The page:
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Exploring the Concept of Data Governance: Definition, Need, and Process

By October 20, 2022May 9th, 2023Data Management7 mins read
Data Governance

Introduction

In today’s digital world, organizations need to get smarter about managing their data. They should have a clear idea of what their business is trying to accomplish by using data, what kind of data they have and how data can be used to serve their customers and partners better. This article will help you understand the term data governance, what it is and how it can improve your business practices with regard to your company’s big data.

Defining Data Governance

”Companies must adapt their data governance program to the reality of data explosion and disruptive technologies” – Deloitte

Data governance is the process of managing data for purposes of governance, reliability, quality, and security. It is a combination of business policies, procedures, and practices that govern the collection, storage, transformation, sharing, and usage of data in the organization. It is a way to ensure data security and reliability at the same time. Data governance should be comprehensive, spanning all relevant data types and processes within the organization. However, it is important to note that there are different processes for different types of data. For example, you need to have a data governance process for your data collection in general, but expect that process to change for client’s data, employee data, etc.

Framework to Define Data Governance

A data governance framework establishes the groundwork for data strategy and compliance by providing a data model that describes the data flows, inputs, outputs, and storage parameters, followed by a governance model that outlines the guidelines for handling those data flows, activities, responsibilities, procedures, and processes. The framework is dependent on three critical factors.

  • Data Scope: This includes the type of data, the nature of the data, and so on. Some common examples would be analytical data, big data, master data, etc.
  • Defining Roles: Understanding the different roles and responsibilities defined for the data leaders who will be setting up the data governance process like chief data officer, business head, internal IT team, and more.
  • Data Standards: Defining the standards and guidelines that need to be followed for data capture, processing, management, and other data processes to have a templatized approach.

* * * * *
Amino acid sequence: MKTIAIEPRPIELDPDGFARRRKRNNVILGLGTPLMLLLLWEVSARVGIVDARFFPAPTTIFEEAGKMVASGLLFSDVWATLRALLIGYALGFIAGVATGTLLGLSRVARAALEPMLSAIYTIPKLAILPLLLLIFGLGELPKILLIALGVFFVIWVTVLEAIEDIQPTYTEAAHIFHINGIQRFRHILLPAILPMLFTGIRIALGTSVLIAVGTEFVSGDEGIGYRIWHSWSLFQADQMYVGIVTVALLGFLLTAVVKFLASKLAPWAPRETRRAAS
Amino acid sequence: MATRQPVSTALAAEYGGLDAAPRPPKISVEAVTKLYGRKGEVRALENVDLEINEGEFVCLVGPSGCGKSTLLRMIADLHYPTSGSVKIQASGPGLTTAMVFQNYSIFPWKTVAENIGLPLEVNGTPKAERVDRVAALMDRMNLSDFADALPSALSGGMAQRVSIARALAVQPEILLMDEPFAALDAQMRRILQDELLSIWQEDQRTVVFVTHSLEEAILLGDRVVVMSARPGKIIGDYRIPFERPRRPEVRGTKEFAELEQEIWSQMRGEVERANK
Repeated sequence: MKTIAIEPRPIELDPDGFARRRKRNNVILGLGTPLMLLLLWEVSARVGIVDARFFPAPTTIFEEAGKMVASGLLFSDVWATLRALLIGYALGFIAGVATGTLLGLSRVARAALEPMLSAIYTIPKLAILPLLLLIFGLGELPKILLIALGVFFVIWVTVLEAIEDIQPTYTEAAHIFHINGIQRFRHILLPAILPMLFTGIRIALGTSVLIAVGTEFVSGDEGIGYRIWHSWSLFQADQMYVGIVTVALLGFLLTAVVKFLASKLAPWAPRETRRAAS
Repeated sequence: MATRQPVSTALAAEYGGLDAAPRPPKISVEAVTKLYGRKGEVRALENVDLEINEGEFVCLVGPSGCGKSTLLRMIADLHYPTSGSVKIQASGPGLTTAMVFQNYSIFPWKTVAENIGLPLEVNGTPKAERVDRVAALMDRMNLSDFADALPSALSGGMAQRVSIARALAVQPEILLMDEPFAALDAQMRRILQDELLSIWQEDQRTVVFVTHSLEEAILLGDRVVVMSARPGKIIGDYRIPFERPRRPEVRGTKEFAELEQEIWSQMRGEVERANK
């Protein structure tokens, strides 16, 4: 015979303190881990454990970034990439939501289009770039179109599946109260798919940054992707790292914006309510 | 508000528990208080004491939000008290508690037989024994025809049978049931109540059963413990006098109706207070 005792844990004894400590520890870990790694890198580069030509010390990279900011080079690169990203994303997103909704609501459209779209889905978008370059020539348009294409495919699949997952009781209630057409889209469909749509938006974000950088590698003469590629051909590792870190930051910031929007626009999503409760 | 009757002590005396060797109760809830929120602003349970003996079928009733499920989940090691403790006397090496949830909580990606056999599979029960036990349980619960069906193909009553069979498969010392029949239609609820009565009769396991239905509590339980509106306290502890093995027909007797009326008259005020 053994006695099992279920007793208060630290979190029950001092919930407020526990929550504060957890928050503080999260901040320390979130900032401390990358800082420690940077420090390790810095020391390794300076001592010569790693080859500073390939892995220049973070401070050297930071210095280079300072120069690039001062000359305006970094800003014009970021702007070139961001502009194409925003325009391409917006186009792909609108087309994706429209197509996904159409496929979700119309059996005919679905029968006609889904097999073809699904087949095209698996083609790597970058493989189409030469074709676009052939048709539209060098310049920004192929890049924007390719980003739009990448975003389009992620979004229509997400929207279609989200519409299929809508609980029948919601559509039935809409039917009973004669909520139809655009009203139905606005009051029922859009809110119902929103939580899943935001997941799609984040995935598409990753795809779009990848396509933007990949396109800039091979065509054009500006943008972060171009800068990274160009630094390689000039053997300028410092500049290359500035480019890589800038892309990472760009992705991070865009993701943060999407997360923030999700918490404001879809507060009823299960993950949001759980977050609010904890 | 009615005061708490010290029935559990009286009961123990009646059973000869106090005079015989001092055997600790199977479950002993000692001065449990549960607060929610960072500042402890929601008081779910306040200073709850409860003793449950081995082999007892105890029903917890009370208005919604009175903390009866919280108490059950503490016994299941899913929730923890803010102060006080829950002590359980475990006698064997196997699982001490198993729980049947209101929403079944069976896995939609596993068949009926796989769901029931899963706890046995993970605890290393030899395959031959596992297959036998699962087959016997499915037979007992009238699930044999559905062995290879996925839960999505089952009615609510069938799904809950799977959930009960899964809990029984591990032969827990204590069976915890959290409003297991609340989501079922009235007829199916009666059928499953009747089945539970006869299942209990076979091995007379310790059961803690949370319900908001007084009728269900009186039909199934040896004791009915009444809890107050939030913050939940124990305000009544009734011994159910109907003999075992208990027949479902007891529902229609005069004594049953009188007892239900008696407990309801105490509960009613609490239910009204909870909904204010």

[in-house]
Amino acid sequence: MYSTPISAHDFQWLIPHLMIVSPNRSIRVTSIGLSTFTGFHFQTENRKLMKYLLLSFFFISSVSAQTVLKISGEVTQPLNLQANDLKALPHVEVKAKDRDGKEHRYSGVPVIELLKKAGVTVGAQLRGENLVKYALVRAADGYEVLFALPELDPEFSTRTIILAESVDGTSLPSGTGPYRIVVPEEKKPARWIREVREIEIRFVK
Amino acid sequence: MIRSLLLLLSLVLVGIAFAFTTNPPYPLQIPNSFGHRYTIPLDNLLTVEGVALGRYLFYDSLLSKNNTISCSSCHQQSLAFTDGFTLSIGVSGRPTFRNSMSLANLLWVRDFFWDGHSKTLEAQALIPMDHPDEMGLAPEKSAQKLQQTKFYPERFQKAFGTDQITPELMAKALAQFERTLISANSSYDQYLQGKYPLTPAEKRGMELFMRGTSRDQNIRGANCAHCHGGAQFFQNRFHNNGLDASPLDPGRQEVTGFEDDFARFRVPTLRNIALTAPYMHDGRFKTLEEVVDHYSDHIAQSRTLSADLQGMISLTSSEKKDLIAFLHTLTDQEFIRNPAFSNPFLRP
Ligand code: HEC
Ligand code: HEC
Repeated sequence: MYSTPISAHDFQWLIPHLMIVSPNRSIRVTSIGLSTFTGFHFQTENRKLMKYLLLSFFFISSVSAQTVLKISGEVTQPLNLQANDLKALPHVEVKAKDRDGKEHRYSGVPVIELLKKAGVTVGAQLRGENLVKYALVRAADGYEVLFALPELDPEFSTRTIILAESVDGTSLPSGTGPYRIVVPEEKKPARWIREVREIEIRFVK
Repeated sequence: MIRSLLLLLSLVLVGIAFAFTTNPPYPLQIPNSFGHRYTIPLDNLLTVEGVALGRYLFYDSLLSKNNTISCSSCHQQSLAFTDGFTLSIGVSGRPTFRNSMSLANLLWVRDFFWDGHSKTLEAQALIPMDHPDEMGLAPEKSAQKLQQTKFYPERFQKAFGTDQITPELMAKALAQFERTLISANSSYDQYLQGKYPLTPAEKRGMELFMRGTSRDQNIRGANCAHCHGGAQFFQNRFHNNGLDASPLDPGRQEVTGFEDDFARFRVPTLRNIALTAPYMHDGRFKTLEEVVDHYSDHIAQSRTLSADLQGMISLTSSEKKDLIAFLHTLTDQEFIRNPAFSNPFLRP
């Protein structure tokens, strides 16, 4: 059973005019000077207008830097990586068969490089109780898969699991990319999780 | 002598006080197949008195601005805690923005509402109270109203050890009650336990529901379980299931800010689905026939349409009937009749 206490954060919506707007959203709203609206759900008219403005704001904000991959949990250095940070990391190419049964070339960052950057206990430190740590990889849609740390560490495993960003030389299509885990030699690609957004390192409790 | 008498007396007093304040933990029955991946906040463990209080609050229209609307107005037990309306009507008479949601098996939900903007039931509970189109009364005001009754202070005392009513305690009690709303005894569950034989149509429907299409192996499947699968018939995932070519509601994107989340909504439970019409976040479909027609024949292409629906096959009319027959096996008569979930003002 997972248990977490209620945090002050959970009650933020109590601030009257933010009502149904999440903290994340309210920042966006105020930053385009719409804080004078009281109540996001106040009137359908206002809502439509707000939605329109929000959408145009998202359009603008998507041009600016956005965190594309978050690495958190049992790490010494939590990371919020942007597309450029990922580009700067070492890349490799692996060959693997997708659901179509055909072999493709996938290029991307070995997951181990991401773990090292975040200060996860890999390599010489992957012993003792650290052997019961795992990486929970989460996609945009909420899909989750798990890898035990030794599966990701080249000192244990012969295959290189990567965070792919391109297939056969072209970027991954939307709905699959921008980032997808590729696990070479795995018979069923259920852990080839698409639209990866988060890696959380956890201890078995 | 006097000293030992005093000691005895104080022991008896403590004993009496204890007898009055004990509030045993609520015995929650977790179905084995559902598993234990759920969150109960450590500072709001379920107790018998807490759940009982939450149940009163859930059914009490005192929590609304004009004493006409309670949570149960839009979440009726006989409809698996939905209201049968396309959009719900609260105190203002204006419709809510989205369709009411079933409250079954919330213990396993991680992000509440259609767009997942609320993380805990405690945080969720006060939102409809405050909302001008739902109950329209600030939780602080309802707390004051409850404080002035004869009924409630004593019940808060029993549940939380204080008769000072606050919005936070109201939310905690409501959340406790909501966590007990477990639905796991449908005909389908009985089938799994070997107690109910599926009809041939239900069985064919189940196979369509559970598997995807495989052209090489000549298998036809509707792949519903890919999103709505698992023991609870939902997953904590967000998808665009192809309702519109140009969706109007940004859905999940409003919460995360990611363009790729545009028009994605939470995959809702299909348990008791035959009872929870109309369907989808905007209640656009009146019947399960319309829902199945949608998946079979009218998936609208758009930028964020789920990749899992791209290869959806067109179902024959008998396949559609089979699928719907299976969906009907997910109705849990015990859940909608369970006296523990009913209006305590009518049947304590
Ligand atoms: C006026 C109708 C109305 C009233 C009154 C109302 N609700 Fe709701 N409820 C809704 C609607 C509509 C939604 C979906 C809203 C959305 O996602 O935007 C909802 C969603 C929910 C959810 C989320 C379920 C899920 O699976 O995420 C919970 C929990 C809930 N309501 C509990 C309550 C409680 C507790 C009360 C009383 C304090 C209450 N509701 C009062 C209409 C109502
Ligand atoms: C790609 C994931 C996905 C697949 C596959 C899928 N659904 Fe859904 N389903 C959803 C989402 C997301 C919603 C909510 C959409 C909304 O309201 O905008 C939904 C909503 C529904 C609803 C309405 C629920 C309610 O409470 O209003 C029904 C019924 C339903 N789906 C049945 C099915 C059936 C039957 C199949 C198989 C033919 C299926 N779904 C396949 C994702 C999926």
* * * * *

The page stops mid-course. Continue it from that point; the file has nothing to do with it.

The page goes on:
Framing the Process of Data Governance

Properly integrating data governance into an organization’s data creation, data management, and protection processes, can help businesses amidst the ongoing technology disruption. As Deloitte calls it, “Developing an effective data governance program for the next-generation platforms staged to manage this landscape (of disruptive technologies and data explosion) is essential to harness the data’s potential and to help minimize risks.”

A robust process is a major player in setting up good data governance practices and they are broken into two major parts.

Documentation and data process definition

In addition to being an audit requirement, documentation should clearly delineate all processes. Furthermore, procedures should be reinforced through training and motivational incentives. Make sure the following steps are involved while implementing any new data-related practices.

  • Identify: Understand your business processes and identify the data types you need to collect.
  • Govern: Establish policies to govern data usage, control access, and audit usage
  • Purge: Get rid of data that is no longer relevant or used.
  • Review: Continually evaluate data practices and identify ways for improvement.

Data integrity requirements

There are chances of loss of data integrity during data collection due to several aspects including human error. Automating the process with simple equipment like bar code scanners, and QR code scanners can go a long way in ensuring the authenticity and integrity of the data collected.

Benefits of Data Governance

Data is at the center of all computer and technology functions, including accounting and finance, planning and control, order management, customer service, scheduling, process control, engineering, and design. Every aspect of an organization’s business nowadays relies on data. Without accurate, reliable data, these systems and functions would be ineffective. The benefits of good data governance include but are not limited to: